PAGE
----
Depends where the train failed sometimes there is no road access so game over it must move by rail.
     
    Last edited: 9 Aug 2015
  19. notadriver

    notadriver Established Member

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    What happens on the continent ? I'm sure they don't transport many of their rolling stick around on the back of lorries.
     
  20. SPADTrap

    SPADTrap Established Member

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    They do lorries on the back of wagons :D
     
  21. dk1

    dk1 Established Member

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    Quite correct, I have driven an 08 & half a 156 from Dereham to Crown Point. We also have used Norwich Yard & Griffin Wharf (Ipswich) in the past.
     
  22. Juniper Driver

    Juniper Driver Established Member

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    I would think in the olden days of British Rail it was easier to transport locos/coaches by rail.So much different now with a privatised railway system.
     
    Last edited: 10 Aug 2015
  23. swt_passenger

    swt_passenger Veteran Member

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    Plenty of moves do take place by rail - any particular move will be assessed on its own merits. ISTM that whole trains will often gain economies of scale, all the new LU S stock has been delivered by rail, and the new 387s, 350s etc recently.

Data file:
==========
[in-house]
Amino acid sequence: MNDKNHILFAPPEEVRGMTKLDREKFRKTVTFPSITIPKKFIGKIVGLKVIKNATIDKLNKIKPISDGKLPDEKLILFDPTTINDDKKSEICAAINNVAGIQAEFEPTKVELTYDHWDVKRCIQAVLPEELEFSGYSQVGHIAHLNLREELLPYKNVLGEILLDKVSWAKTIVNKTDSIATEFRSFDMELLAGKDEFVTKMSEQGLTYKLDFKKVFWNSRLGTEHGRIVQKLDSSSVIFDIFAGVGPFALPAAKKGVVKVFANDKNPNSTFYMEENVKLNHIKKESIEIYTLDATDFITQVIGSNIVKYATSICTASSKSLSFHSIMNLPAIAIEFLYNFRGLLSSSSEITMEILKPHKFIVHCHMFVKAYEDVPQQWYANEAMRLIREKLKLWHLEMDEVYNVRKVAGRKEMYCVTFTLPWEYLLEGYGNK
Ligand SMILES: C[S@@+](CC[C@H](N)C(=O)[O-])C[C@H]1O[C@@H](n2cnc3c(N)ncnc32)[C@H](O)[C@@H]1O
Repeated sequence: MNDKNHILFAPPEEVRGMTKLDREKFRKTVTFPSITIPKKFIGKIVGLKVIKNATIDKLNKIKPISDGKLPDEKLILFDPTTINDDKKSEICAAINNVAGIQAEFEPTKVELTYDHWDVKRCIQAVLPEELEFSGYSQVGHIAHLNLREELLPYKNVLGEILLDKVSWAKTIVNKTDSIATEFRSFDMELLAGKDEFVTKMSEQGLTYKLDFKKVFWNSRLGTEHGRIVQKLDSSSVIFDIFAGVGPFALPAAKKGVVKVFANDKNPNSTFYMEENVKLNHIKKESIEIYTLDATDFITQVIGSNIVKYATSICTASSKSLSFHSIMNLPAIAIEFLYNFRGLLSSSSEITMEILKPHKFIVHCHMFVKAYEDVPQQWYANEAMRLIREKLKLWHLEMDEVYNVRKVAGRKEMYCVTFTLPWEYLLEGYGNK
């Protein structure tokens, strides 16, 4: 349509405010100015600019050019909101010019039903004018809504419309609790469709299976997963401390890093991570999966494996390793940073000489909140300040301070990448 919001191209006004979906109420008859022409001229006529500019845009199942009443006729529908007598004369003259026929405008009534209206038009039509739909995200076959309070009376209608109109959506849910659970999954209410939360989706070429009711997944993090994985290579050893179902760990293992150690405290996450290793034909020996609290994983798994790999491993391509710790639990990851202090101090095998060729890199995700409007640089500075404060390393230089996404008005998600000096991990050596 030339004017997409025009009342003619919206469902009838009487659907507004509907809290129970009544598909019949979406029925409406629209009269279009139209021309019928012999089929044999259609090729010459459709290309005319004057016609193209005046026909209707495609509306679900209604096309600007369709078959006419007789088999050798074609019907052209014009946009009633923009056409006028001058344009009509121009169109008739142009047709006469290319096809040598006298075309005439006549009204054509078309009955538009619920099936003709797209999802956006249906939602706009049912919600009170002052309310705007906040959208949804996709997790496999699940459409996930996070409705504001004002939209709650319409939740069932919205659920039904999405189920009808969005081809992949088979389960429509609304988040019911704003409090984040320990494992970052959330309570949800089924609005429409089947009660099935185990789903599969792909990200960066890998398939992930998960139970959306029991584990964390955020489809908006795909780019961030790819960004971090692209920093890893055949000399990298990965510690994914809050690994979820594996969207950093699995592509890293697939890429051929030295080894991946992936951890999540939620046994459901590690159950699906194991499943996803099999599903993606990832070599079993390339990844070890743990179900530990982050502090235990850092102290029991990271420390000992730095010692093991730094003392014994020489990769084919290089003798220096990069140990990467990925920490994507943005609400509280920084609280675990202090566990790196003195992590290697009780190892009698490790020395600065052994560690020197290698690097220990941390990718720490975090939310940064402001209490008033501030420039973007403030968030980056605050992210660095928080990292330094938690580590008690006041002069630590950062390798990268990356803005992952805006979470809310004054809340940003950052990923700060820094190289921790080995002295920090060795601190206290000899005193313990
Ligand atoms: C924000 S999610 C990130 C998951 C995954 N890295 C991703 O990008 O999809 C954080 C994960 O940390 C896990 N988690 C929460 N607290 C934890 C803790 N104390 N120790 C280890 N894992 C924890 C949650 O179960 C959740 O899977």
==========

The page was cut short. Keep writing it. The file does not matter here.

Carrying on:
Individual coaches (or small units such as 456) are most likely cheaper by road, so there most likely will be a cut off point where rail and road costs cross over.

    Units such as 458/5 conversions have been split to go to different works for different parts of the conversion, on the other hand even if they were complete units they are DC only, so have to be hauled. Many DMUs such as FGW's Turbos are making trips to and from remote works on their own, as did the Scotrail and TPE 170s moving down south.

    So really you cannot generalise. Some moves are hauled, some go it alone, and some get carried on trucks.
     
  24. gazthomas

    gazthomas Established Member

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    All good answers so far, shows that rail isn't cost effective than anything other than freight (or people) in bulk.
     
  25. furnessvale

    furnessvale Established Member

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    Provided you accept that freight in bulk can also include multi users of a single train, eg containers etc.